Nov 10, 2005

We don't use a crutch 

Happy Birthday Marines, and greetings to you all from Iraq! Though my absence from the site has been prolonged, I assure you, it has not been without reason. We’ve set up shop and gotten to work about the business of combat. Now, I’m not going to sit here and tell you about the toils of war and the horror of it all. In my particular case, “the business of combat” looks a hell of a lot like paperwork.

I’m currently at what may very well be the single most secure base in the country, and have only heard one shot fired in anger: a rocket about two weeks ago that sounded like someone dropped something heavy on the concrete outside. This ain’t exactly what I thought a war would look like, but then I don’t know what I expected. I have a job that doesn’t require me to go outside the wire and the biggest gripe you can really have on base here is that they only have three flavors of Baskin-Robbins available at a time in the chow hall… I am not making this up. The place is nicknamed “Camp Cupcake.” In fact, it is often joked (only half-joked, really) that most of us would gladly let someone drop indirect fire on our pos once a week for conditions like this at CAX.

It’s not all that different from working in southern California actually, except that coming out of Subway (yeah, we’ve got one of those here too) you see Humvees with bullet holes in them. When you hear about the IED that hit that convoy, it happened three kilometers away, not 30,000. When you read about the missile that was shot at that aircraft, you know the guys it was shot at and probably were face to face with them an hour ago.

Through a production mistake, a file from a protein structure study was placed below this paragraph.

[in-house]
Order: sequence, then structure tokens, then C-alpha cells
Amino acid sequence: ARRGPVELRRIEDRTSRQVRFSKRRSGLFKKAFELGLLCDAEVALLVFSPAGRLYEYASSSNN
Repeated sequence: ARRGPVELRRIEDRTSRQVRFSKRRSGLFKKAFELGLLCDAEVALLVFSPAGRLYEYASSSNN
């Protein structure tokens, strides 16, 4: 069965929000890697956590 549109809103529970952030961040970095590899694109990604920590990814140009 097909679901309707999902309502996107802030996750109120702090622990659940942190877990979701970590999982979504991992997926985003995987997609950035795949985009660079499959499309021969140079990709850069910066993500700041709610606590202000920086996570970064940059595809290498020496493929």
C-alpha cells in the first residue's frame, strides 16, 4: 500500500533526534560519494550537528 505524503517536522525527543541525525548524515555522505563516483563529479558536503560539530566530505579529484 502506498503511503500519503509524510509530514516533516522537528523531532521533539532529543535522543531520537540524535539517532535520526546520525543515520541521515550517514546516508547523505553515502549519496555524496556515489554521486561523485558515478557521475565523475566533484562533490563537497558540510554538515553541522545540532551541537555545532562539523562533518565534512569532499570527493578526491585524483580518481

Right now, Marines and soldiers are doing their jobs in places like Husaybah, Ramadi, and Baghdad. They’re finding cars full of explosives, houses full of explosives, even trash full of explosives, all designed to kill Americans or anyone who works with Americans. The good news in all this is that these Marines and soldiers are very good at their jobs. You can call it paranoia if you want to… but that doesn’t mean the bastards aren’t out to get ya. IEDs – the weapon of choice – are everywhere. But due to the vigilance, experience, and professionalism of the kids (yeah, KIDS) that are out on the convoys and patrolling the towns, injuries are kept to a minimum. Things are not doom and gloom out there on the streets, whatever the news says about casualty counts be damned.

And so, today, 230 years after it was formed, the Marine Corps continues to fight the enemies of freedom. Marines remain ready to lay their lives down for the cause of liberty. Marines continue to do the job they were trained for. And Marines retain the pride of knowing that no other organization of people in the world – friend or enemy – will ever surpass the fighting spirit, the esprit de corps, or the pure tenacity of the United States Marine Corps.

You may say I’m biased. You may say I’m jingoistic. You may say I’ve swallowed the kool-aid.
You may say whatever you want.

Doesn’t mean I’m wrong.

230 years young. Semper Fidelis, Marines.

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